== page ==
InterExchange Working Abroad Ambassador Sarah, Teach English France
I was expecting my adjustment to France to be awkward and embarrassing. An incident two days ago in which I fell off my bike while going down a narrow street with a loaf of bread in my right hand, trying to dodge a car that was uncomfortably creeping up behind, hardly even phased me. I just shrugged my shoulders at the wide-eyed man across the street and kept moving. I was expecting that, after all. However, I was absolutely unprepared for how smoothly (bike drama excluded) my French adjustment has gone, thus far.
I have now been in France for over four days. I wanted to wait to write about my new home, as first impressions are rarely accurate. For example, on the first day, I thought to myself, "France is lovely." Now, after getting to know the country and its inhabitants a little better, I would most definitely have to say that France is very lovely. I hope
you've learned a valuable lesson about first impressions.
My host family resides in a small town northwest of Paris called Maisons-Laffitte (sounds like, "may-zon laff-eet"). It has a bustling city center of cafes and tiny shops that fades into residential streets lined with towering sycamores whose branches mingle overhead. In Maisons-Laffitte, the horse is king, and it is home to several stables and a school for competitive horse riding. As a result, I often share the road with more horses than cars, which is not an unwelcome statistic.
My house is a white brick stable that has been converted into a home, and my room used to be a stall for a champion horse named Hawker. His label is still scrawled across the great, green stable door that leads to my corner of the house (no word yet on whether or not champion English tutors receive similar monuments). The house is located at the end of a quiet street and is a pleasant haven away from the city. Most days, we leave all of the doors open and light up the rooms with sun's rays instead of lamps.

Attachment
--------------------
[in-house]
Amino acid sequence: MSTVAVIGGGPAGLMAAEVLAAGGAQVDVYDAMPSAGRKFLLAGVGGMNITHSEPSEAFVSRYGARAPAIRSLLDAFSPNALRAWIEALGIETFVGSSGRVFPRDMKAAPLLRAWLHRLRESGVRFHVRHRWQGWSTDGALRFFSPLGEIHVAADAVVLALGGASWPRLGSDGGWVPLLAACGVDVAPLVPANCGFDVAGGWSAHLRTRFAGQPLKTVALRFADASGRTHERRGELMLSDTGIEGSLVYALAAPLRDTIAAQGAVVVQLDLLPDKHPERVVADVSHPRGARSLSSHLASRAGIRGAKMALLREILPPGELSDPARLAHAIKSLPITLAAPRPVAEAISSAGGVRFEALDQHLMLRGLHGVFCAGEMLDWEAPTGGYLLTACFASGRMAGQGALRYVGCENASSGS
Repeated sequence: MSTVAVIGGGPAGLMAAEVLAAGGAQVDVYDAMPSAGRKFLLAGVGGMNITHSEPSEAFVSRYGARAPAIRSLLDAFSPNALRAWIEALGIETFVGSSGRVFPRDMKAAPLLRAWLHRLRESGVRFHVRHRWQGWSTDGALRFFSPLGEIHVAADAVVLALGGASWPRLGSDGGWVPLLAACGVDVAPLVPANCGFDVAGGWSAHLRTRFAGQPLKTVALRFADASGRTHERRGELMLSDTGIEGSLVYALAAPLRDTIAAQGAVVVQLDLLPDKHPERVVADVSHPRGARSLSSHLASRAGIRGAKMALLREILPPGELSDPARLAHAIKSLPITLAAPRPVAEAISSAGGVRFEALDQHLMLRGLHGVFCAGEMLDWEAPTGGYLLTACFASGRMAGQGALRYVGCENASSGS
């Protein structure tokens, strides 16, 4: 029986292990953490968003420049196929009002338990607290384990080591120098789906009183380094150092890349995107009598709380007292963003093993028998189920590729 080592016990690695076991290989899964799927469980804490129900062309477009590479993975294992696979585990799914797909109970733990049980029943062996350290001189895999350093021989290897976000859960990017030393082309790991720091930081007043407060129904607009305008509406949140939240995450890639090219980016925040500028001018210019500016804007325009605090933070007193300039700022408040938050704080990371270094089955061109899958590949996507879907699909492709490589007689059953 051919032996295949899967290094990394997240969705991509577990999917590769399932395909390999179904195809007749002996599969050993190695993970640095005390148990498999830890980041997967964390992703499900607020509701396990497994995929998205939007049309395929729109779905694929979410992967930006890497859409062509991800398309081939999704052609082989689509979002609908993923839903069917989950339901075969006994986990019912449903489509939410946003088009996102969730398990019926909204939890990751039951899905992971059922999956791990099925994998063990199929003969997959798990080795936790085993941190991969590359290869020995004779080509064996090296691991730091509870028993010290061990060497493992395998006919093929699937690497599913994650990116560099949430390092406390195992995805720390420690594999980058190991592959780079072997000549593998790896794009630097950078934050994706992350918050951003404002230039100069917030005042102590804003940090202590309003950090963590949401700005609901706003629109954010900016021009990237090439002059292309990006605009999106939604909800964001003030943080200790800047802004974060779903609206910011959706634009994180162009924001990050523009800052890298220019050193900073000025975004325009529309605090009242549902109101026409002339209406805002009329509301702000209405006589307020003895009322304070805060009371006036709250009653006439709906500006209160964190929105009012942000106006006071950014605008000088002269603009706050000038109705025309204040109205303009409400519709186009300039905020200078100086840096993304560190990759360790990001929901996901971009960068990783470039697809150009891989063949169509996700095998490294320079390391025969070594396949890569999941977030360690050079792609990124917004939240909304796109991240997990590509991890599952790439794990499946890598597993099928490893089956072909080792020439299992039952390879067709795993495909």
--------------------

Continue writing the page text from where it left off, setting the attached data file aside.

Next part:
My host dad, Burt, was born and raised on a dairy farm in the center of France. He loves the Rolling Stones, French cheeses and running in short shorts (as any true Frenchman would). Burt has all but retired from his job as a consultant in agricultural economics and now spends the majority of his time pruning trees, chopping wood, and fixing broken roof tiles—typically in a dress shirt that is tucked into nice jeans.
Before retirement, my host dad was sent all over the world to represent France at yearly conferences. While attending one in Argentina, a charming biological researcher from the host country caught his eye and later became his wife. In addition to working in a Buenos Aires lab, my host mother, Cindy, has also competed in the Atlanta and Barcelona Olympics in fencing. She now works out of the home as a personal trainer and is notorious for telling me that she can't cook while taking scrumptious homemade tarts, lemon-chocolate cakes, and herb-crusted fish dishes out of the oven.
For me, however, my host parents are probably best known for the smiley little lady they produced five years ago—the loveable, huggable Nan. Much like American kindergarten girls, my tutee loves Barbies, Hello Kitty, and Disney princesses, and she likes to put stickers of their likeness on every conceivable surface she can find. Spunky and determined, Nina enjoys disagreeing with her mom on what she should wear and has been found sporting a pair of shorts with both legs through a single leg hole. She also insists that the cat is fond of jumping on the trampoline with her (it is not) and that her Barbie must sit with us at every meal and receive a portion of each course (Barbie is especially partial to pizza). Given our wealth of similarities (and the fact that I brought her about 500 Hello Kitty stickers), we are getting along just fine.
Here's to hoping France keeps defying my expectations…because I really don't want to fall off of my bike again.